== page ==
If you’ve ever felt a sharp pain in your upper right abdomen that lasts for minutes or even hours, there’s a good chance that you know the pain of a gallbladder attack. Similar to a heart attack, a gallbladder attack occurs when a blockage prevents fluid from navigating normally throughout your body. But what actually causes this blockage, and how can a gallbladder attack be treated? We answer those questions and more in today’s blog on gallbladder attacks.
Why Does A Gallbladder Attack Happen?
As we mentioned in the intro, a gallbladder attack occurs when something causes a blockage inside the organ. The gallbladder acts as a storage tank for bile, which is a substance that helps to break down food particles during the digestive process. When you eat, bile is secreted from the gallbladder into the small intestine to aid with this process. However, if this bile can’t be released as expected because of a blockage, it can become uncomfortable in a hurry.
So what causes these blockages in the bile ducts of the gallbladder? They are actually caused by an object called a gallstone. A gallstone is a tiny formation made of cholesterol, bilirubin or calcium salts, and they are actually more common here in America because Western diets tend to be higher in processed or fatty foods. Cholesterol is actually a key component of bile, but if there’s too much of it in your bile, it can end up packing together and forming small impediments.
Gallbladder Attack Symptoms
Gallstones are more common than you might imagine, and you might even have some right now and not even know it. Sometimes these small stones are passed with ease or they don’t block bile flow fully such that it cannot be released as needed. However, if you develop multiple stones and they impede bile release, or one large stone ends up blocking everything up, you may feel a gallbladder attack shortly after your next meal. When this bile can’t be released properly through the ducts, the gallbladder can involuntarily spasm, which can cause significant pain. Symptoms of a mild to severe gallbladder attack have been described as:
- Feeling like being stabbed with a knife
- Unable to fully breath without pain
- Mimicking symptoms of a heart attack
Other symptoms of a gallbladder attack include nausea, vomiting, fever, chills and yellowing of the skin or eyes.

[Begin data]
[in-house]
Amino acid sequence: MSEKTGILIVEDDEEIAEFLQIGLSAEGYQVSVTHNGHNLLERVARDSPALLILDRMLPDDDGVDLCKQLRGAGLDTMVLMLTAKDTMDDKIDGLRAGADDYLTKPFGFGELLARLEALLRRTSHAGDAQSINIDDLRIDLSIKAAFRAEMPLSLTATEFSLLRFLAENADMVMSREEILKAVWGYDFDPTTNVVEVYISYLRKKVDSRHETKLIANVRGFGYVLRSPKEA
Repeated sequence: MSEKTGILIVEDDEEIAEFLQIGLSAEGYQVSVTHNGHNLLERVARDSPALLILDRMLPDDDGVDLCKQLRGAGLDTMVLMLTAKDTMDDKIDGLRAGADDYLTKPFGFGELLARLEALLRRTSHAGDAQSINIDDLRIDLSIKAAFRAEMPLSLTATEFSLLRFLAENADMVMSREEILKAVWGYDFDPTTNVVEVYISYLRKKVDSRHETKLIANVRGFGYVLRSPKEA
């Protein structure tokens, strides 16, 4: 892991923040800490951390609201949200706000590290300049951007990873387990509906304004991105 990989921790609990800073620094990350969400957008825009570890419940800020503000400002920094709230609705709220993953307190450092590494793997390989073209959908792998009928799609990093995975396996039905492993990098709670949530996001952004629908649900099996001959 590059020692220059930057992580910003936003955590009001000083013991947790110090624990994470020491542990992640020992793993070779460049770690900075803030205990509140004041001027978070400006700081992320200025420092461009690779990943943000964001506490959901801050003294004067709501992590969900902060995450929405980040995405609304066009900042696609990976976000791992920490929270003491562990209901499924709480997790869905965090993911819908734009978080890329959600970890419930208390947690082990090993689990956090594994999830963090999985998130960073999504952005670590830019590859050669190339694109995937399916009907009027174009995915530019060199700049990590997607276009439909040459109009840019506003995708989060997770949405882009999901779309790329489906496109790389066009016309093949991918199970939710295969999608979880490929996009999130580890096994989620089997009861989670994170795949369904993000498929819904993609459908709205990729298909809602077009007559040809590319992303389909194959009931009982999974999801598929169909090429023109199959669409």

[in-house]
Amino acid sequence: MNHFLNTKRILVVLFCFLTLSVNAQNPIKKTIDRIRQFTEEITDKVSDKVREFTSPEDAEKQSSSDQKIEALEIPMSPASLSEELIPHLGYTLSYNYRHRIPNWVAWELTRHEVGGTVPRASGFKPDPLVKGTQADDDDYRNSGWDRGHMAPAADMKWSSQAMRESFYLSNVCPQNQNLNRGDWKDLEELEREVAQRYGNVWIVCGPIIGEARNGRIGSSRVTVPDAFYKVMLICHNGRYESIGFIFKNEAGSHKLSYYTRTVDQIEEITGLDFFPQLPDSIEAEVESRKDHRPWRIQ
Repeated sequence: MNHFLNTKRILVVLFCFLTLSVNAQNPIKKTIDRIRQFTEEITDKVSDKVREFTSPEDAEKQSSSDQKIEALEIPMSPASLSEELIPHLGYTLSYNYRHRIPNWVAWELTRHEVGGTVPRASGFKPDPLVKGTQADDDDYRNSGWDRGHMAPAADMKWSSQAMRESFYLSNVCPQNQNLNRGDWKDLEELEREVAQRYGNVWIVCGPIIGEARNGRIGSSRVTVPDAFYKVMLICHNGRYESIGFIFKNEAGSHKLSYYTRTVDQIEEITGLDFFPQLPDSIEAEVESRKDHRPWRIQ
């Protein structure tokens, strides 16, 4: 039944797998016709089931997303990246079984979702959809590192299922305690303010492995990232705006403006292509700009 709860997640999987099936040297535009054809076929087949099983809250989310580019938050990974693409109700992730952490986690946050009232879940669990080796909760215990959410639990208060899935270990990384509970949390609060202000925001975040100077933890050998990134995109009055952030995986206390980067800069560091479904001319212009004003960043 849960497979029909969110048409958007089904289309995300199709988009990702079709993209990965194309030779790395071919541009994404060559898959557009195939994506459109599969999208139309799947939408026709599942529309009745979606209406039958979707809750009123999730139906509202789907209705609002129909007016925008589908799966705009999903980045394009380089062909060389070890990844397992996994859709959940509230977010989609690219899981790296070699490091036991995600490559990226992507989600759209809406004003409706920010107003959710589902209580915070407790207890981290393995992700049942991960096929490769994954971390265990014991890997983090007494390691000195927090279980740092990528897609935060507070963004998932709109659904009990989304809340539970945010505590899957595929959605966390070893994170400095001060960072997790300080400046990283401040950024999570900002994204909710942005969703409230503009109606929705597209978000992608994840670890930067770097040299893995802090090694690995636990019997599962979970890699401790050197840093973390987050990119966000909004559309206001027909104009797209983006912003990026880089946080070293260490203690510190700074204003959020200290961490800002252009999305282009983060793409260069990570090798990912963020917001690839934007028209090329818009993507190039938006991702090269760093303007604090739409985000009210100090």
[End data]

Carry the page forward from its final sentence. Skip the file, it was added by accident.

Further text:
Treating A Gallbladder Attack
If you are experiencing any of the above symptoms, it’s imperative that you seek out care from a medical specialist like Dr. Bhatti. Problems and pain will only likely get worse if you ignore it and the gallstone isn’t passed, so reach out to an expert. They can use imaging devices to view the blockage and determine the best course of treatment.
In many instances, a minimally invasive surgery is the best option. Instead of cutting open the bile ducts and trying to remove the tiny blockages, the most common surgery is a cholecystectomy, which involves removing the entire gallbladder. This may seem like an extreme option, but remember, the gallbladder is just a storage tank for bile. Instead of being produced in the liver, stored in the gallbladder and released into the small intestine when needed, bile will now just flow from the liver to your small intestine. You may not have as much bile right away to help digest a big meal, but with small tweaks to your eating habits and time for your body to learn your new routine, many people can function just fine without the bile-storing organ.
So if you have severe pain in your upper right abdomen, especially after eating, make an appointment with a gallbladder specialist like Dr. Bhatti. One minimally invasive operation can free you from repeated gallbladder attacks and prevent more serious issues that could develop if the problem was ignored. To learn more about your options, or to see if your pain is being caused by gallstones, reach out to the experienced team at Bhatti G.I. Consultants today.